Figure3

Bean-plot representing levels of immunohistochemical expression of DNMT3B in high-risk normal mucosa (HRN), hyperplastic polyps (HP), adenomatous tissue (Ad), primary (pT) and metastatic (M) adenocarcinoma tissue.

NSAIDs and colorectal cancer: not just for breakfast anymore

Non-steroidal anti-inflammatory drug (NSAID) use is well known to decrease both the incidence of colorectal cancer and recurrence of adenomas among patients with prior colorectal neoplasia. However, few studies have investigated the association between NSAID use and colorectal cancer-specific survival. This led Coghill et al to assess the role of prediagnostic NSAID use in relation to colorectal cancer-specific survival among cases from the Seattle Colon Cancer Family Registry. They found that NSAID use prior to colorectal cancer diagnosis was associated with a 20% lower rate of colorectal cancer mortality after diagnosis compared with never use (HR 0.79; 95% CI 0.65 to 0.97). Importantly, this relationship was duration dependent and significant. Pronounced reductions in mortality were observed only among proximal colon cancer cases (HR 0.55; 95% CI 0.37 to 0.82). Their findings suggest that regular use of NSAIDs prior to diagnosis is associated with improved colorectal cancer survival, particularly among cases diagnosed with proximal disease and in longer term NSAID users. These results suggest that NSAIDs may be important in the post-treatment care of patients with proximal colon cancer. See page 491.

Figure4

Colorectal cancer survival according to prediagnostic non-steroidal anti-inflammatory drug (NSAID) use.

Hepatology A new player in portal hypertension

Krupple-like factor 2 (KLF 2) is a transcription factor of the vascular endothelium which protects against inflammation and thrombosis. Moreover, KLF 2 is a potent activator of vasodilators such as C-type natriuretic peptide or endothelial nitric oxide synthase. In their interesting work, J Bosch and his group demonstrate expression of KLF 2 in sinusoidal endothelial cells of the liver. Importantly, rats with cirrhosis show an upregulation of KLF 2 (see figure) and of several of its vasoprotective target genes. To further elucidate the role of KLF 2 they investigated the effects of statins, which were recently shown to reduce portal hypertension in patients with cirrhosis. Simvastatin further increased KLF 2, suggesting it as an important mediator in this respect. Thus, the present work is another step forward in our understanding of portal hypertension in cirrhosis. See page 517.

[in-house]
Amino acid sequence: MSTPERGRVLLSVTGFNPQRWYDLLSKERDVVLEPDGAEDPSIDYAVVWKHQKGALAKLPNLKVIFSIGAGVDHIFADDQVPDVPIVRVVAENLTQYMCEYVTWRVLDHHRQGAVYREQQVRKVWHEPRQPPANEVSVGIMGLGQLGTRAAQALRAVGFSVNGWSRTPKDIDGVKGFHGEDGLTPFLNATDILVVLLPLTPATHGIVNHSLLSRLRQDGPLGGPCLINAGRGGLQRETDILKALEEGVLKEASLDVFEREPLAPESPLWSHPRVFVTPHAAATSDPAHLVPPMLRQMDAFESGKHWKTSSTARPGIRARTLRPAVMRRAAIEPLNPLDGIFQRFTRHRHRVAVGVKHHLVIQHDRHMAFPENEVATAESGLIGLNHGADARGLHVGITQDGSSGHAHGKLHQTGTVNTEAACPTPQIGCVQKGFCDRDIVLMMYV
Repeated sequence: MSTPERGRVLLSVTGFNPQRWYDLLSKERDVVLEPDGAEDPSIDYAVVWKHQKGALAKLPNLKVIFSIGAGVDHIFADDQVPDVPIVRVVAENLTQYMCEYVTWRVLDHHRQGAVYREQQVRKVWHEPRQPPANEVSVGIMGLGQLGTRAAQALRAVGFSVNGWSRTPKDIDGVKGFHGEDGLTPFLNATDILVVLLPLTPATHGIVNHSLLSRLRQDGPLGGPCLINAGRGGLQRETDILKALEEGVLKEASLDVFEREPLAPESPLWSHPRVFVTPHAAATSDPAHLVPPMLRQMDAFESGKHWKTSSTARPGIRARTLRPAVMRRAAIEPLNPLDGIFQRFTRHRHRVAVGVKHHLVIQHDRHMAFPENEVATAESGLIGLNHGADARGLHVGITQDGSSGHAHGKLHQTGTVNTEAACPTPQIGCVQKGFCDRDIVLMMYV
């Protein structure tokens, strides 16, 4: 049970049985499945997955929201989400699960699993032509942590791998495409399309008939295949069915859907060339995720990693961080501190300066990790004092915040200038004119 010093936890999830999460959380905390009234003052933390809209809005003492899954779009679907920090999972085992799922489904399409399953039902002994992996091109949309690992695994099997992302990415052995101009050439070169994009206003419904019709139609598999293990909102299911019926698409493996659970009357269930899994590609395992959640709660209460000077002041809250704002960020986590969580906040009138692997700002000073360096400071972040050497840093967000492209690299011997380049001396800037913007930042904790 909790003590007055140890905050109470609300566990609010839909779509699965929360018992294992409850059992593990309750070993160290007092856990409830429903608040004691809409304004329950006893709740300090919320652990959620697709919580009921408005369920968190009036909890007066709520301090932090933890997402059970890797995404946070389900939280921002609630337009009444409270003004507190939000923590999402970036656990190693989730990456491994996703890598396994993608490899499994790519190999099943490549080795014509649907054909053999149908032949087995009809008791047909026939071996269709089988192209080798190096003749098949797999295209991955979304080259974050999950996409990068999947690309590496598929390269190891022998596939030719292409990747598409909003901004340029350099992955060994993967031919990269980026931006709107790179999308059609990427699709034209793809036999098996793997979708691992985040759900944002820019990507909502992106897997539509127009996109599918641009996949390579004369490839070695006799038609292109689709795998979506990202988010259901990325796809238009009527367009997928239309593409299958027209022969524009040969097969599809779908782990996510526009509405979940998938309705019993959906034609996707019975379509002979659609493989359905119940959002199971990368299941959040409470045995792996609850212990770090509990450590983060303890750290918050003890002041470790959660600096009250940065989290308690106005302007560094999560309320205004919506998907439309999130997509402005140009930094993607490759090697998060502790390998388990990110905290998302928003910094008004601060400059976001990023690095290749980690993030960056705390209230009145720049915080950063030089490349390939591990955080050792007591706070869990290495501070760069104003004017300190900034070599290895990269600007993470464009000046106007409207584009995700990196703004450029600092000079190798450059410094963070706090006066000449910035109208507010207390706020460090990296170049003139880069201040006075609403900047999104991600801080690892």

Figure5

KLF 2 mRNA (A) and protein (B) expression are increased in cirrhotic liver.

Liver regeneration by hepatic progenitor cells (HPCs) depends on fibrosis

Regeneration is pivotal following acute and chronic liver injury. HPCs reside in niche structures (see Gut 2010;59:645–54) and play an important role in liver regeneration. In their important study, the groups of S Forbes and J Iredale investigated the role of HPCs in mouse models of chronic liver injury. Interestingly, degradation of the collagen matrix and fibrosis resolution were a prerequisite for activation of HPCs (see figure) and for regeneration. Consequently, remodelling of the extracellular matrix must be considered for strategies to improve liver regeneration. See page 525.

Figure6

The response of hepatic progenitor cells is markedly reduced in mice with excessive fibrosis (r/r).